If you've followed along this far, you're probably wondering, when the hell is Robert going to be freaking done talking about the books he got at the Brooklyn Comics & Graphics Festival? Well, good news--this post is it! The last one until the next Festival. (If you are new to the party, you can catch up by reading this post and this post and this post and this post and this post and this post and this post and this post and this post and this post.) The last two books I will be reviewing are not comics. But The Oddly Compelling Art of Denis Kitchen is about a comics artist, at least, even if comics art is not what Denis Kitchen is best known for.
Denis Kitchen, The Oddly Compelling Art of Denis Kitchen cover, 2010
Kitchen started off his career as an underground cartoonist and underground newspaper designer/editor/illustrator in the late 60s. Initially he was self-publishing, but like other reasonably-successful self-publishers, he quickly attracted others to his orbit and went from being a self-publisher to being a publisher of other people's work. His publishing company was called Kitchen Sink Press. I think you will find that in the history of publishing, becoming a publisher is the death knell for one's own creative work. It's too hard to successfully wear both hats--artist and impresario. So even though Kitchen had a highly enjoyable drawing style, as time went on he drew less and less.
At one point in the mid-90s (I think), comics writer Alan Moore suggested in print that Kitchen's art was actually really good and should be collected into a book. He even came up with the title. But Kitchen had been a publisher for so long that I think he felt something like this would be a vanity project. He always thought other people's work was better than his own. (In addition to being a publisher, he was and still is also an avid art collector.) But after a series of setbacks and bad publishing bets, Kitchen Sink Press folded in 1999 (after a 30 year run, which is well on the high side of the median life-span for small press publishers). He remained involved in publishing, working as an artists' agent and book packager. And finally Dark Horse Comics has published a book of his art. And it's kind of a revelation.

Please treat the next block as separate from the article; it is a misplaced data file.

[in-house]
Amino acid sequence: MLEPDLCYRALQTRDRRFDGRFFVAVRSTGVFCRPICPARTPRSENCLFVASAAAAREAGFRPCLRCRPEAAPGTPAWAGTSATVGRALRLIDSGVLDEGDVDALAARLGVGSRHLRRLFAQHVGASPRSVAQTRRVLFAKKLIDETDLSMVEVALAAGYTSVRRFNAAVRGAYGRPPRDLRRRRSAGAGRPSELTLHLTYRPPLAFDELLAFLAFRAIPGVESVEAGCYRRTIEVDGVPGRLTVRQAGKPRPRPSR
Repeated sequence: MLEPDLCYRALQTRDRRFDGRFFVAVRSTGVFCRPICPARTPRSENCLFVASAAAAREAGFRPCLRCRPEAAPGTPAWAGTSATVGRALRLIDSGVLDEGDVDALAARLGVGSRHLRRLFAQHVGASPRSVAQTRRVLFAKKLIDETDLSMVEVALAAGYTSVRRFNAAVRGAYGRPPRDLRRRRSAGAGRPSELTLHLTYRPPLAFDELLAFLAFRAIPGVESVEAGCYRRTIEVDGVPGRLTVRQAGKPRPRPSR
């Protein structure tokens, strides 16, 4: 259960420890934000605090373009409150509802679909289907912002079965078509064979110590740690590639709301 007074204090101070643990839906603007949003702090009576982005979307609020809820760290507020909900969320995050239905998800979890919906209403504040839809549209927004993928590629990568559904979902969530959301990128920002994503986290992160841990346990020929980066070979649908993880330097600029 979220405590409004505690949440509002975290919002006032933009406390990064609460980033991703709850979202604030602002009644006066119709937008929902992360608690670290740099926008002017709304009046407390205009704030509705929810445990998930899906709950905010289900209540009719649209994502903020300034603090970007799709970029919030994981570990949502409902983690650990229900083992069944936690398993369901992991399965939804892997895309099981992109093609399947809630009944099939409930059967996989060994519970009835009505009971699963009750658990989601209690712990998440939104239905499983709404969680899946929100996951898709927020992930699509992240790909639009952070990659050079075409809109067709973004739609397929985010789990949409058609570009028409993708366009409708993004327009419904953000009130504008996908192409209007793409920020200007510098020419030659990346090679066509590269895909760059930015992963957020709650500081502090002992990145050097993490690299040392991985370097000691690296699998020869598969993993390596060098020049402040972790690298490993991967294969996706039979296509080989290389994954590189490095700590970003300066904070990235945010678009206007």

Denis Kitchen, The Oddly Compelling Art of Denis Kitchen p. 157, "Fox River Patriot" cover, 1977
Kitchen was my employer for several years, but even I was surprised by most of this stuff. I knew he had been on the staff of an underground paper (the Milwaukee Bugle-American) but I didn't realize that it lasted eight years before folding in 1978. Kitchen also worked on a rural alternative paper, The Fox River Patriot, all while running Kitchen Sink Press. The covers and illustrations for these two papers make up a good portion of the book, and they are really great. Kitchen's drawing was whimsical and light-hearted--rather out-of-step with his underground comics peers (I'd put him closest to Willy Murphy and Kim Deitch, two other underground iconoclasts).
The Oddly Compelling Art of Denis Kitchen is a treasure trove. Not only is it full of excellent art (Kitchen seems to have saved everything), the biographical essay by Charles Brownstein was full of hilarious details about Kitchen's life that I didn't know. (Not only was he a member of the Socialist Labor Party in the late '60s, he was by far the youngest member.) It is also well-annotated and beautifully designed. A long overdue book! Now maybe Kitchen will get back to the drawing board and start on volume two.
Shary Boyle is a Canadian artist. I'm not sure if she has ever done any comics, but she does seem to have links to the artier suburbs of that world--she has exhibited at Fumetto, the very artsy comics festival in Lucerne, and in her book, Witness My Shame: Bookworks and Drawings she thanks Megan Kelso. her drawings have a comics feel to them. That said, they are drawings. They don't have word balloons or stories really. Most of the work in this book was originally published in artists books.
Shary Boyle, Witness My Shame cover, 2004
The thing about these drawings is that they are both funny and uncomfortable. I should qualify that. Uncomfortable if you're a guy. The first artists' book recreated, also called "Winess My Shame," is a series of clumsy pencil drawings of girls screwing up in public--some of the situations pretty fanciful, some all too real (a girl running away from a friend's house crying after having wet her pants).
Shary Boyle, Witness My Shame p. 58, from "Schoolgirl Bullies", 1999
"Schoolgirl Bullies" feels pretty real, too, and there is something uncomfortable about seeing these evil faces on little girls. I'm scared of these girls. (Unlike many of my friends in both the art world and the comics world, I was never a victim of bullies as a kid--I was too big and strong for them to mess with, and I was an athlete. But if I had been 25 or 30 pounds lighter...)
Shary Boyle, Witness My Shame p. 111, from "Horny", 2000
The drawings from "Horny" are hilarious, but again I have unease. Should I be looking at this stuff? Well, yeah. But only because it's awesome.
Boyle's current work seems to be mostly ceramic--really kitschy looking pieces made of slip (I think). They remind me a little of Bari Ziperstein's work. They look fantastic--I'd love to see them live and in person.